This week in China
This week in China
To be continued...
Behind the drab socialist architecture and all those non-body-con Mao suits, the Chinese do have a penchant for drama. Just witness per capita fake eyelash sales, or the ratio of young lovers howling and collapsing on street corners. China’s businessmen and politicians may seem more straight-edge, but they too need an outlet (besides KTV) for theatricality. Among this week’s scene-stealers was Victor Koo, the architect of one of the biggest internet mergers in Chinese history. Youku and Tudou announced plans to join forces on Monday (perhaps this wasn’t a surprise to the hordes who purchased Tudou stock last Thursday and Friday). But the Marlon Brando of Chinese public figures has to be Bo Xilai, who wound up a dramatic career by being sacked from his post as Chongqing party secretary for an as-yet unknown crime that we will call “flying too close to the sun.” Netizens were not dissuaded by the Xinhua’s total lack of concrete information; what with CCTV’s cancellation of prime-time dramas, there’s nothing else to watch anyway. “The Chongqing government is like an unfinished TV series,” gushed one drama addict on Sina Weibo. While we are all eagerly waiting the next installment, Bo’s replacement looks a lot less camera happy, with a solid reputation, a face for radio and a strict upbringing at Kim Il-Sung University. You can almost hear Xinhua say it: Move along, people.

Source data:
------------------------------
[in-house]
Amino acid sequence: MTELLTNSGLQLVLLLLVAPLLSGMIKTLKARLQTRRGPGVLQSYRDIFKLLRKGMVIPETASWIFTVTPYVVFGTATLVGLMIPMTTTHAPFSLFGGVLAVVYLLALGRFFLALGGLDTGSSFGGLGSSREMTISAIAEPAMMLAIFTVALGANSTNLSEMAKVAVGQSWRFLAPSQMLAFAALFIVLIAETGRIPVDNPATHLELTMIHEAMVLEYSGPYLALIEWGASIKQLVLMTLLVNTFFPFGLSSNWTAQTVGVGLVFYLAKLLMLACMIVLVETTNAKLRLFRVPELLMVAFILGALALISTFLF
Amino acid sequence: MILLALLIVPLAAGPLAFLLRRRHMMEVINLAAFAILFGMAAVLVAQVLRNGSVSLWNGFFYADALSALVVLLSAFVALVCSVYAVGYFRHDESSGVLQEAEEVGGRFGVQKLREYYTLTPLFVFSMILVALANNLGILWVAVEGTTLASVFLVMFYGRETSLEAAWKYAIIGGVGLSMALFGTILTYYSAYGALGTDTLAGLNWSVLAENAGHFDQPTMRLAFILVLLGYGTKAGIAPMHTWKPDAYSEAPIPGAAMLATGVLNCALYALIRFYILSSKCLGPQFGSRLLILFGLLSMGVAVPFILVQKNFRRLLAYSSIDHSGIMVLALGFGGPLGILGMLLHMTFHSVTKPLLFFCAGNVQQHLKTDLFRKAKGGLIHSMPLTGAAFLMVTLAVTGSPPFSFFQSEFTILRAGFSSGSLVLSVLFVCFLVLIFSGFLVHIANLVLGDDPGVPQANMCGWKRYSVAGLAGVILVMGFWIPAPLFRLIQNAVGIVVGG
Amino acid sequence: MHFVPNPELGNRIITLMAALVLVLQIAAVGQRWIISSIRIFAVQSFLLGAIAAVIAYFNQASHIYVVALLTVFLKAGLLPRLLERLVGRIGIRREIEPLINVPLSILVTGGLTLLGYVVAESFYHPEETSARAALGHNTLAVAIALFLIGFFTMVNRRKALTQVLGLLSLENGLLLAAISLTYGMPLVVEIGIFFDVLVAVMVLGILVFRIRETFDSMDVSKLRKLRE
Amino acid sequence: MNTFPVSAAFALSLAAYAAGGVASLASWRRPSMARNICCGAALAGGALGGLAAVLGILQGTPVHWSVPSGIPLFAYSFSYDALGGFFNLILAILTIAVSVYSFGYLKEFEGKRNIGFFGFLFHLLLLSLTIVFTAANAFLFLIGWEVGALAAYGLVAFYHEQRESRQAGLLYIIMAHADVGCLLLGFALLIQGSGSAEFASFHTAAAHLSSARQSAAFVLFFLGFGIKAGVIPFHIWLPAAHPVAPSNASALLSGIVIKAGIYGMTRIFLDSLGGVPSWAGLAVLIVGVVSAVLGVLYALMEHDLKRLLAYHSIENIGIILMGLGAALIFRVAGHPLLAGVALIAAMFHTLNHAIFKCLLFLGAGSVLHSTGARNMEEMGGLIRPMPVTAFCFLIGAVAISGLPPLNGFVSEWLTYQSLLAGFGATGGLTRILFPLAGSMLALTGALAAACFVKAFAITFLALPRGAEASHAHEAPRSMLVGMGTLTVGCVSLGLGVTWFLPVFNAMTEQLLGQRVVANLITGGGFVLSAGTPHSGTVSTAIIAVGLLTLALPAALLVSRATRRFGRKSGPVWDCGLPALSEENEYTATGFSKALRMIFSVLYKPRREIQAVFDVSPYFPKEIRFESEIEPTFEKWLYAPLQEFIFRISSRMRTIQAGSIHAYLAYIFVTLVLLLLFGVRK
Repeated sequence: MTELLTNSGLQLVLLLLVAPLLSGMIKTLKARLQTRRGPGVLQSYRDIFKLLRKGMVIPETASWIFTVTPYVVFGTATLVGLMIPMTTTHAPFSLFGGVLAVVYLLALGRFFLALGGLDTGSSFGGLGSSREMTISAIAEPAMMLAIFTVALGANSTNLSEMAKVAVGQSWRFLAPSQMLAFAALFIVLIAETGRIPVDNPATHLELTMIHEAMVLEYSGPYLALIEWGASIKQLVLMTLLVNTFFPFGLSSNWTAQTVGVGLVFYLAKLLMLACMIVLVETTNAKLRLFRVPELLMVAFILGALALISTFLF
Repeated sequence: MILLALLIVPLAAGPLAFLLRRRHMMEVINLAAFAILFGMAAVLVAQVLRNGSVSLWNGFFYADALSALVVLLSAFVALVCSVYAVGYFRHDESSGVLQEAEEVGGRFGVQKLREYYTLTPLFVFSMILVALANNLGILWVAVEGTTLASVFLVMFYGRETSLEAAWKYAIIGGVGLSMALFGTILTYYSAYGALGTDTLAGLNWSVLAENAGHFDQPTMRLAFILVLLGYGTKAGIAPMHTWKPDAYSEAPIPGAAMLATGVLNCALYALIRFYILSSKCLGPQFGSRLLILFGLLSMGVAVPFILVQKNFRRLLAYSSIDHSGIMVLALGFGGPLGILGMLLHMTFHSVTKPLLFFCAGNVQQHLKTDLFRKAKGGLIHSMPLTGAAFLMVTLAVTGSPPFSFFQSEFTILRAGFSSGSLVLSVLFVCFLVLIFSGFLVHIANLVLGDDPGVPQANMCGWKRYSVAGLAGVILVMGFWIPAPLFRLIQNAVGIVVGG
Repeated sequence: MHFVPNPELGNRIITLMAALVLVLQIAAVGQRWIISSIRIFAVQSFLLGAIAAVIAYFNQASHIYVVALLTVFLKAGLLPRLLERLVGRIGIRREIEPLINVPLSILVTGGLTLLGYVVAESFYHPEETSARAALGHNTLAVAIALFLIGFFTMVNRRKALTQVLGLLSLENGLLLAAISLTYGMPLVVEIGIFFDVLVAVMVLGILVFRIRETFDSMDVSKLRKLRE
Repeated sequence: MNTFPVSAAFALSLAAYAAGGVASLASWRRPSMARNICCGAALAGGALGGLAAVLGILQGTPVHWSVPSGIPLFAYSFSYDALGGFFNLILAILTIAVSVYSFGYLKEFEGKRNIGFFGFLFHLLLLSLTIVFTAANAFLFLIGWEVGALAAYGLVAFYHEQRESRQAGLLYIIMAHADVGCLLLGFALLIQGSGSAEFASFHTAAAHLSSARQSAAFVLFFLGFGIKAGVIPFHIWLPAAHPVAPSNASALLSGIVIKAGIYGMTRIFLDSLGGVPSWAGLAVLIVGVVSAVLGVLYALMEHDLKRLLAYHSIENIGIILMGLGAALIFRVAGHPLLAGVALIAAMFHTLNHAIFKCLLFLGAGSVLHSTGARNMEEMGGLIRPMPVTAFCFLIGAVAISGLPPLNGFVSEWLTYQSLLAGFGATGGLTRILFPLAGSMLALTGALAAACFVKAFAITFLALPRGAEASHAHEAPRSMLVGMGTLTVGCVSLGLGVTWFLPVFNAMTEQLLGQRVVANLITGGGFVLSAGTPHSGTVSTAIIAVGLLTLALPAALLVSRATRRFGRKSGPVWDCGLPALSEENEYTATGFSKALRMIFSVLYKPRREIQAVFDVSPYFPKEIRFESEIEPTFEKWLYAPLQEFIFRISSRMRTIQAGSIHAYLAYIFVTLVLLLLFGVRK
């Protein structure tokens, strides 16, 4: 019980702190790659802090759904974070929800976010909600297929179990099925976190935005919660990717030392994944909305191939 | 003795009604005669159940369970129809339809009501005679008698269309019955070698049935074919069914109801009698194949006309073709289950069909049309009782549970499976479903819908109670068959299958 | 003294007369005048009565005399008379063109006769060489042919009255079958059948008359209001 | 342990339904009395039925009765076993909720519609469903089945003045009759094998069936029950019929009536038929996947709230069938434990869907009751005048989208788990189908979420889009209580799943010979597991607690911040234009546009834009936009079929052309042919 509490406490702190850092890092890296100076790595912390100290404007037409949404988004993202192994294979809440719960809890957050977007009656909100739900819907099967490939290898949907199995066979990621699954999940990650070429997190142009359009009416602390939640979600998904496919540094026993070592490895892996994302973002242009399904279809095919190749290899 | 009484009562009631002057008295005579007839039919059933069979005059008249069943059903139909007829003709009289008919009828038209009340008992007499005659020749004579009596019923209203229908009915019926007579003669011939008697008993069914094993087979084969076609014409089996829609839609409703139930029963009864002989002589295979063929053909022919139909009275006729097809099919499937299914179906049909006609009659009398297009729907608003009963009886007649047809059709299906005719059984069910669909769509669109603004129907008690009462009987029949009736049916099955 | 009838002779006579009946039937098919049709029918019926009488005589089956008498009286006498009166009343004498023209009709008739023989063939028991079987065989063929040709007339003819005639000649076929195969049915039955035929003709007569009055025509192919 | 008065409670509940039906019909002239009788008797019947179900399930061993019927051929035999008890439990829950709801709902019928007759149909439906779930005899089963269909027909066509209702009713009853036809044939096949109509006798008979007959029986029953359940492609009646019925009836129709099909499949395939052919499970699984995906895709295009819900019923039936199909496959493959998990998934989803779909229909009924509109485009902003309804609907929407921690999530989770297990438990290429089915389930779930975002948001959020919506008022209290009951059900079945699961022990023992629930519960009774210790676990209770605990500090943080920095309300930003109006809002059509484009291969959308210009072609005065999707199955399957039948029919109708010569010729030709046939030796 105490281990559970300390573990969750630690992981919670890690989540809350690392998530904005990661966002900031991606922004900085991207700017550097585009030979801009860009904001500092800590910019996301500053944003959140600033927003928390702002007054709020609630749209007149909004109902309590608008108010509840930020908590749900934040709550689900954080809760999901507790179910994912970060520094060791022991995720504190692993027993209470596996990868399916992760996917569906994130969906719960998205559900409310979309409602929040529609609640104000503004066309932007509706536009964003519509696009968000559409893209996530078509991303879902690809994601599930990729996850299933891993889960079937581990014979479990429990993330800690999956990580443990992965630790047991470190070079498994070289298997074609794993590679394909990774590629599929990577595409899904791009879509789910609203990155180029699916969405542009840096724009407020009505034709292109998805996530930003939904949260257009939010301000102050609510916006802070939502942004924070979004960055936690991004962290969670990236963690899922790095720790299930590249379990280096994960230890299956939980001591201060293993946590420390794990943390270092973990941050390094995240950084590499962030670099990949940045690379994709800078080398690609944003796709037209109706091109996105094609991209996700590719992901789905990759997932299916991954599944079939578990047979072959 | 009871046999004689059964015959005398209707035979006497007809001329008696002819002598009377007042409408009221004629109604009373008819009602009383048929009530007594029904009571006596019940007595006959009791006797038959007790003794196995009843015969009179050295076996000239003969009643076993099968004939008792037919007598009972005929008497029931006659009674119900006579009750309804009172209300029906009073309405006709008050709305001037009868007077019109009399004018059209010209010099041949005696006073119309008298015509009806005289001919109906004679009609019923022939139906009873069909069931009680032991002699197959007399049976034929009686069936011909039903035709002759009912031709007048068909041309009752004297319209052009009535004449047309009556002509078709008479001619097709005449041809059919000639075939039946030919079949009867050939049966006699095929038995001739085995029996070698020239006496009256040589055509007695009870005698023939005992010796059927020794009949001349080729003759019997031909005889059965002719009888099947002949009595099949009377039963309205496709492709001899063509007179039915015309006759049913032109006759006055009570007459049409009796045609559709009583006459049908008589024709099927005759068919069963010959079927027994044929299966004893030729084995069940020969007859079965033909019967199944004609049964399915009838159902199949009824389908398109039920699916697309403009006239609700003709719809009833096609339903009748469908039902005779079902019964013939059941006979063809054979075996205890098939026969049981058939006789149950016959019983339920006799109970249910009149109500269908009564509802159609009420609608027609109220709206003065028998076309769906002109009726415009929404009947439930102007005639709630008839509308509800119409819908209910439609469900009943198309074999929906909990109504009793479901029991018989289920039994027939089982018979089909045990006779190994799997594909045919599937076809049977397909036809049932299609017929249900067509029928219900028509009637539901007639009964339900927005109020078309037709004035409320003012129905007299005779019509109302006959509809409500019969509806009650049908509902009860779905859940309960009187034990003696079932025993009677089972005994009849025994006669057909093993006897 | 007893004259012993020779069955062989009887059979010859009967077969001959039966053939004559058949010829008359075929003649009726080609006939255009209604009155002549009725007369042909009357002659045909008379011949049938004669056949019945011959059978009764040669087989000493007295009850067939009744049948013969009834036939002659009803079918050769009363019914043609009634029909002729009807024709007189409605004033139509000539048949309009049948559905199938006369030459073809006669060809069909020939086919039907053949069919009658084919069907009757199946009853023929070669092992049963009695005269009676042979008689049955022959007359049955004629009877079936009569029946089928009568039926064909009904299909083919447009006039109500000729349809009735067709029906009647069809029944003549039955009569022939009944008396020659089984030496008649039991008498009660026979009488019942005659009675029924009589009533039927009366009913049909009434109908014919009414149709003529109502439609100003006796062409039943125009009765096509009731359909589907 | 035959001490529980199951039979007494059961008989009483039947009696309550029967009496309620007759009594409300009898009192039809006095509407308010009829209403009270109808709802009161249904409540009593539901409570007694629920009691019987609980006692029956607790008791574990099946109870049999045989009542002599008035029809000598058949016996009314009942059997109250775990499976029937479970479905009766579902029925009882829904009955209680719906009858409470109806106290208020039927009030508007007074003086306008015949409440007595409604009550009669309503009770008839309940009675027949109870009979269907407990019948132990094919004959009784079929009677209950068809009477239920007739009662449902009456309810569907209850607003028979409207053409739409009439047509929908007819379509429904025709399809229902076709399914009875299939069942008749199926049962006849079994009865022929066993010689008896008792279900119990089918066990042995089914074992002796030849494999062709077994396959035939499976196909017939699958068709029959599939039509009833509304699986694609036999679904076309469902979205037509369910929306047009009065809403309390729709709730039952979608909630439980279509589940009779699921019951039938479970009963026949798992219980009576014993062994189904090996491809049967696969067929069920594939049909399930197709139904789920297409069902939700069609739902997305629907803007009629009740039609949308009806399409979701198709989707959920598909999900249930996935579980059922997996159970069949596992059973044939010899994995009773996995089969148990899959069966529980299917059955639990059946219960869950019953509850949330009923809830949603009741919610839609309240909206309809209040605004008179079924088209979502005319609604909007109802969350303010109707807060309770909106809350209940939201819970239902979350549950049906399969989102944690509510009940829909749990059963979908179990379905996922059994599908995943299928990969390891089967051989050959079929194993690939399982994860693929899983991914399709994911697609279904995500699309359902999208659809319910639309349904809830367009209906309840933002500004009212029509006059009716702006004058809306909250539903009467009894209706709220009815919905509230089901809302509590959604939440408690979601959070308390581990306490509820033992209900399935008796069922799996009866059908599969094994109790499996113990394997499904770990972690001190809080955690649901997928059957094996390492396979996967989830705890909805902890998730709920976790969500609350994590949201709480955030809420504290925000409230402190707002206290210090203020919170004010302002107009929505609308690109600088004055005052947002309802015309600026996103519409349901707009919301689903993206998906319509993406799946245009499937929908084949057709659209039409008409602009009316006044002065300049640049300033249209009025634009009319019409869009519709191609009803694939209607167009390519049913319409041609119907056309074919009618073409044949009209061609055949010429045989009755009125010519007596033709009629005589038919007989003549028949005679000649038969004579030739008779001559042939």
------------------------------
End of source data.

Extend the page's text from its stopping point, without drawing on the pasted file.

Dropping the W-bomb
When Chinese leaders say something provocative in their press conferences, it’s a bit like that that feeling experienced while watching the ending scene of mass bloodshed and terrorism in last year’s romantic comedy “No Strings Attached”: you’ve become so accustomed to being bored numb that anything even remotely interesting suddenly overwhelms the senses. Most press conferences are like Zhou Xiaochuan’s last Friday: so painfully ambiguous it produced the opposing headlines “Beijing hints rise in yuan isn't over” and “China hints at halt to renminbi rise” in the Wall Street Journal and Financial Times, respectively (to be fair, the man has mastered the art of hinting and winking at reporters). But then, once every few years, you get something like Wen Jiabao on Wednesday, when China’s reform-minded premier marched out onstage for his last no-holds-barred NPC press conference. Clocking in at three hours, viewers of the movie “Titanic” would have been finished before Wen stopped talking. But Grandpa delivered the prime-cut goods. There was something for everyone: almost-calls for democracy, pledges to further liberalize the economy. Wen’s only ambiguous comment of the conference came while discussing an unnamed Chongqing official. A reporter from Gulf News said that Wen paused and looked her in the eyes. The premier then apparently winked, smiled, and said, “vamoose, baby,” before moving on to the topic of affordable housing.